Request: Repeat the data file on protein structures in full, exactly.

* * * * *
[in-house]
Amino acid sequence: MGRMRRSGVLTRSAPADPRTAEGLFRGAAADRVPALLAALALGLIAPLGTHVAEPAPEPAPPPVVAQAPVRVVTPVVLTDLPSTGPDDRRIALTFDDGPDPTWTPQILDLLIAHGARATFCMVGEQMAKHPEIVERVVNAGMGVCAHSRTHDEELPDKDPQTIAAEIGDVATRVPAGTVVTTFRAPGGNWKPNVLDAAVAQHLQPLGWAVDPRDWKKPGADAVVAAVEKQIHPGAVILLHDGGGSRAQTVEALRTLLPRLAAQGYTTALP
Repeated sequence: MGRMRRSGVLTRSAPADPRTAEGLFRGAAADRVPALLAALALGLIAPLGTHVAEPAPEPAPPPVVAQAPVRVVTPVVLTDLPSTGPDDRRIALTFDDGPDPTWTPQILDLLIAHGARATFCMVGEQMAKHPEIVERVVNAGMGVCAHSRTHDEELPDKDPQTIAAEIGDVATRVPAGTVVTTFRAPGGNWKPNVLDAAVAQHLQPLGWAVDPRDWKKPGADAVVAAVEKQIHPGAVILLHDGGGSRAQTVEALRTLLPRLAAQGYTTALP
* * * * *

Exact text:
[in-house]
Amino acid sequence: MGRMRRSGVLTRSAPADPRTAEGLFRGAAADRVPALLAALALGLIAPLGTHVAEPAPEPAPPPVVAQAPVRVVTPVVLTDLPSTGPDDRRIALTFDDGPDPTWTPQILDLLIAHGARATFCMVGEQMAKHPEIVERVVNAGMGVCAHSRTHDEELPDKDPQTIAAEIGDVATRVPAGTVVTTFRAPGGNWKPNVLDAAVAQHLQPLGWAVDPRDWKKPGADAVVAAVEKQIHPGAVILLHDGGGSRAQTVEALRTLLPRLAAQGYTTALP
Repeated sequence: MGRMRRSGVLTRSAPADPRTAEGLFRGAAADRVPALLAALALGLIAPLGTHVAEPAPEPAPPPVVAQAPVRVVTPVVLTDLPSTGPDDRRIALTFDDGPDPTWTPQILDLLIAHGARATFCMVGEQMAKHPEIVERVVNAGMGVCAHSRTHDEELPDKDPQTIAAEIGDVATRVPAGTVVTTFRAPGGNWKPNVLDAAVAQHLQPLGWAVDPRDWKKPGADAVVAAVEKQIHPGAVILLHDGGGSRAQTVEALRTLLPRLAAQGYTTALP